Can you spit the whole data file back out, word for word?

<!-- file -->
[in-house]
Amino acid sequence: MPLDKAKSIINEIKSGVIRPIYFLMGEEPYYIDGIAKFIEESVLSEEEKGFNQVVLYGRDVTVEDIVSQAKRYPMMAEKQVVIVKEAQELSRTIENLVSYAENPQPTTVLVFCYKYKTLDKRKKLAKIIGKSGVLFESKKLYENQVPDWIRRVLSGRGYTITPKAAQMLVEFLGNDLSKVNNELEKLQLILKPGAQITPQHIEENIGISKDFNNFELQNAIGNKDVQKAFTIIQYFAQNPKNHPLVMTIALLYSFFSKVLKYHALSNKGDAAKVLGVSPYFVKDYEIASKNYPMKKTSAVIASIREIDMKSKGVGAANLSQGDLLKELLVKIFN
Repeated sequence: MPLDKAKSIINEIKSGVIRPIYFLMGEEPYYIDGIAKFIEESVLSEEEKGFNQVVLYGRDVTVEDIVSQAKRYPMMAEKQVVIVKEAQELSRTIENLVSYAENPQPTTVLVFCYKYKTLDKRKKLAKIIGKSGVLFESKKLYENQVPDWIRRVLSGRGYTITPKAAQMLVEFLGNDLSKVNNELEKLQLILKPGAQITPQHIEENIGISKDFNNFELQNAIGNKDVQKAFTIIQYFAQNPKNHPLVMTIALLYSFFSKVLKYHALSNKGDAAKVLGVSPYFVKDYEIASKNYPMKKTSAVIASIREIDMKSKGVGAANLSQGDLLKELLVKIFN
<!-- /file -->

[in-house]
Amino acid sequence: MPLDKAKSIINEIKSGVIRPIYFLMGEEPYYIDGIAKFIEESVLSEEEKGFNQVVLYGRDVTVEDIVSQAKRYPMMAEKQVVIVKEAQELSRTIENLVSYAENPQPTTVLVFCYKYKTLDKRKKLAKIIGKSGVLFESKKLYENQVPDWIRRVLSGRGYTITPKAAQMLVEFLGNDLSKVNNELEKLQLILKPGAQITPQHIEENIGISKDFNNFELQNAIGNKDVQKAFTIIQYFAQNPKNHPLVMTIALLYSFFSKVLKYHALSNKGDAAKVLGVSPYFVKDYEIASKNYPMKKTSAVIASIREIDMKSKGVGAANLSQGDLLKELLVKIFN
Repeated sequence: MPLDKAKSIINEIKSGVIRPIYFLMGEEPYYIDGIAKFIEESVLSEEEKGFNQVVLYGRDVTVEDIVSQAKRYPMMAEKQVVIVKEAQELSRTIENLVSYAENPQPTTVLVFCYKYKTLDKRKKLAKIIGKSGVLFESKKLYENQVPDWIRRVLSGRGYTITPKAAQMLVEFLGNDLSKVNNELEKLQLILKPGAQITPQHIEENIGISKDFNNFELQNAIGNKDVQKAFTIIQYFAQNPKNHPLVMTIALLYSFFSKVLKYHALSNKGDAAKVLGVSPYFVKDYEIASKNYPMKKTSAVIASIREIDMKSKGVGAANLSQGDLLKELLVKIFN